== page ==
1. SHACL (https://www.w3.org/TR/shacl/, co-edited by DBpedia’s CTO D. Kontokostas) enables easy testing of ontologies. Archivo offers free SHACL continuous integration testing for ontologies. Anyone can implement their SHACL tests and add them to the SHACL library on Github. We believe that there are many synergies, i.e. SHACL tests for your ontology are helpful for others as well. 
  2. We are looking for ontology experts to join DBpedia and discuss further validation (e.g. stars) to increase FAIRness and quality of ontologies. We are forming a steering committee and also a PC for the upcoming Vocarnival at SEMANTiCS 2021. Please message hellmann@informatik.uni-leipzig.de if you would like to join. We would like to extend the Archivo platform with relevant visualisations, tests, editing aides, mapping management tools and quality checks. 

How does DBpedia Archivo work?

Each week Archivo runs several discovery algorithms to scan for new ontologies. Once discovered Archivo checks them every 8 hours. When changes are detected, Archivo downloads and rates and archives the latest snapshot persistently on the DBpedia Databus.

Archivo’s mission

Archivo’s mission is to improve FAIRness (findability, accessibility, interoperability, and reusability) of all available ontologies on the Semantic Web. Archivo is not a guideline, it is fully automated, machine-readable and enforces interoperability with its star rating.

– Ontology developers can implement against Archivo until they reach more stars. The stars and tests are designed to guarantee the interoperability and fitness of the ontology.

– Ontology users can better find, access and re-use ontologies. Snapshots are persisted in case the original is not reachable anymore adding a layer of reliability to the decentral web of ontologies.

Please find the current paper about DBpedia Archivo here: https://svn.aksw.org/papers/2020/semantics_archivo/public.pdf 

Let’s all join together to make the web of ontologies more reliable and stable.

Yours,

Johannes Frey, Denis Streitmatter, Fabian Götz, Sebastian Hellmann and Natanael Arndt

PoolParty Semantic Suite: The Ideal Tool To Build And Manage Enterprise Knowledge Graphs

DBpedia Member Features – In the coming weeks, we will give DBpedia members the chance to present special products, tools and applications and share them with the community. We will publish several posts in which DBpedia members provide unique insights. This week the Semantic Web Company will present use cases for the PoolParty Semantic Suite. Have fun while reading!

by the Semantic Web Company

About 80 to 90 percent of the information companies generate is extremely diverse and unstructured — stored in text files, e-mails or similar documents, what makes it difficult to search and analyze. Knowledge graphs have become a well-known solution to this problem because they make it possible to extract information from text and link it to other data sources, whether structured or not. However, building a knowledge graph at enterprise scale can be challenging and time-consuming.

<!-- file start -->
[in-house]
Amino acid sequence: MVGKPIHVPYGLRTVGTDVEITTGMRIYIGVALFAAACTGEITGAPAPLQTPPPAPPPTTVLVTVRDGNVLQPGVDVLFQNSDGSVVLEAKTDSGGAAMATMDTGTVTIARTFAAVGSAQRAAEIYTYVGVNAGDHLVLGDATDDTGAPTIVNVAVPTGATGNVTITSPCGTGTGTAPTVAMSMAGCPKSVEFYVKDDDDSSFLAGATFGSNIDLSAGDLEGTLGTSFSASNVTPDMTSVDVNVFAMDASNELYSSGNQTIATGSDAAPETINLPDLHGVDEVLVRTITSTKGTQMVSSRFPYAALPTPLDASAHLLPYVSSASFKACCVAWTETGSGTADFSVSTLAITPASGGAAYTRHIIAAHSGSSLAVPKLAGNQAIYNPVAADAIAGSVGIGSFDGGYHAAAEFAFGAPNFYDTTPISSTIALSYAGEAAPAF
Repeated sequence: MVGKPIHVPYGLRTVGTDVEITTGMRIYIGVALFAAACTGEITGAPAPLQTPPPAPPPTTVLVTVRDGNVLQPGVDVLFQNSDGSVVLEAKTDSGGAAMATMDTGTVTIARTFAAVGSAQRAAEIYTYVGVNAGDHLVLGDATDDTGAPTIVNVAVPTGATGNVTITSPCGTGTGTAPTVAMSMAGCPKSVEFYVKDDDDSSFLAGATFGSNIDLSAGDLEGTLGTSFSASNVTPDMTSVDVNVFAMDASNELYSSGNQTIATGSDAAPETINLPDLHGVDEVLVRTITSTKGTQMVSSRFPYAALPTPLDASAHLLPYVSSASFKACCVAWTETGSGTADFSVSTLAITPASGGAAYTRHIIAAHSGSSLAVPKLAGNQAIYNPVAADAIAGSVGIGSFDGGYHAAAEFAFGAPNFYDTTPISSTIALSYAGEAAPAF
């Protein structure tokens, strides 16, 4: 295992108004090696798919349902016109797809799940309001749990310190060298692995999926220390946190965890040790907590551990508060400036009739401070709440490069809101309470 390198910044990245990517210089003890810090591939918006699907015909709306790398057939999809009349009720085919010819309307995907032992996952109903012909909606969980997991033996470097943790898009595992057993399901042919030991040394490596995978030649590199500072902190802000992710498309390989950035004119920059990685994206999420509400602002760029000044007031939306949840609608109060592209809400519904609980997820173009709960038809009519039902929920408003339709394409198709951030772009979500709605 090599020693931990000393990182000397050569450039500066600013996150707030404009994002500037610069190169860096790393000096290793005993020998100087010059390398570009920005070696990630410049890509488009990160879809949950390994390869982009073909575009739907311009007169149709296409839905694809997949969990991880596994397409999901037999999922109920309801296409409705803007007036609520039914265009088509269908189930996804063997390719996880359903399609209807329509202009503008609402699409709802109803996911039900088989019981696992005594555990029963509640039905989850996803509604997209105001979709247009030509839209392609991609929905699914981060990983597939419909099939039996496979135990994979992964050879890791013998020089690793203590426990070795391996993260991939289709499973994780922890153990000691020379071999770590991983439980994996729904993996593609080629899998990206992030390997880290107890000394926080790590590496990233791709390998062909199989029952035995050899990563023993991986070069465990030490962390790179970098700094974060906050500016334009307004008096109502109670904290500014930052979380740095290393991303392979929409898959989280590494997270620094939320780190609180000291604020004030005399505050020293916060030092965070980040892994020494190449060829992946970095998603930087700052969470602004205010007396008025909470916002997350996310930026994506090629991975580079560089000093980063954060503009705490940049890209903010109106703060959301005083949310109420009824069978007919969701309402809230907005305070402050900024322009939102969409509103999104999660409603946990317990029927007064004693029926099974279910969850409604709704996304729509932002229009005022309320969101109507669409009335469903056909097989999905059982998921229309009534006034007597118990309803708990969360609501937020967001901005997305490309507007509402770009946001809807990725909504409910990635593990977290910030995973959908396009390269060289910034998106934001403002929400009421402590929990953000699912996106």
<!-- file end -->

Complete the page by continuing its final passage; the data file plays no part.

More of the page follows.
PoolParty Semantic Suite is the most complete and secure semantic platform on the global market. It is also the ideal tool to help companies build and manage Enterprise Knowledge Graphs. With PoolParty in place, you will have no problems extracting value from large amounts of heterogeneous data, no matter if it’s stored in a relational database or in text files. The platform provides comprehensive tools for the management of enterprise knowledge graphs along the entire life cycle. Here is a list of the main use cases for the PoolParty Semantic Suite:

Data linking and enrichment

Driven by the Linked Data initiative, increasing amounts of viable data sets about various topics have been published on the Semantic Web. PoolParty allows users to use these online resources, amongst them DBPedia, to easily and quickly enrich a thesaurus with more data.

Search and recommender engines

Arrive at enriched and in-depth search results that provide relevant facts and contextualized answers to your specific questions, rather than a broad search result with many (ir)relevant documents and messages – but no valuable input. PoolParty Semantic Suite can be used to implement semantic search and recommendations that are relevant to your users.

Text Mining and Auto Tagging

Manually tagging an entire database is very time-consuming and often leads to inconsistent search results. PoolParty’s graph-based text mining can improve this process making it faster, consistent and precise. This is achieved by using advanced text mining algorithms and Natural Language Processing to automatically extract relevant entities, terms and other metadata from text and documents, helping drive in-depth text analytics.

Data Integration and Data Fabric

The Semantic Data Fabric is a new solution to data silos that combines the best-of-breed technologies, data catalogs and knowledge graphs, based on Semantic AI. With a semantic data fabric, companies can combine text and documents (unstructured) with data residing in relational databases and data warehouses (structured) to create a comprehensive view of their customers, employees, products, and other vital areas of business.

Taxonomies, Ontologies and Knowledge Graphs That Scale

With release 8.0 of the PoolParty Semantic Suite, users have even more options to conveniently generate, edit, and use knowledge graphs. In addition, the powerful and performant GraphDB by Ontotext has been added as PoolParty’s recommended embedded store and it is shipped as an add-on module. GraphDB is an enterprise-level graph database with state-of-the-art performance, scalability and security. This provides greater robustness to PoolParty and allows you to work with much larger taxonomies effectively.

A big thank you to the Semantic Web Company presenting use cases for the PoolParty Semantic Suite. 

Yours,

DBpedia Association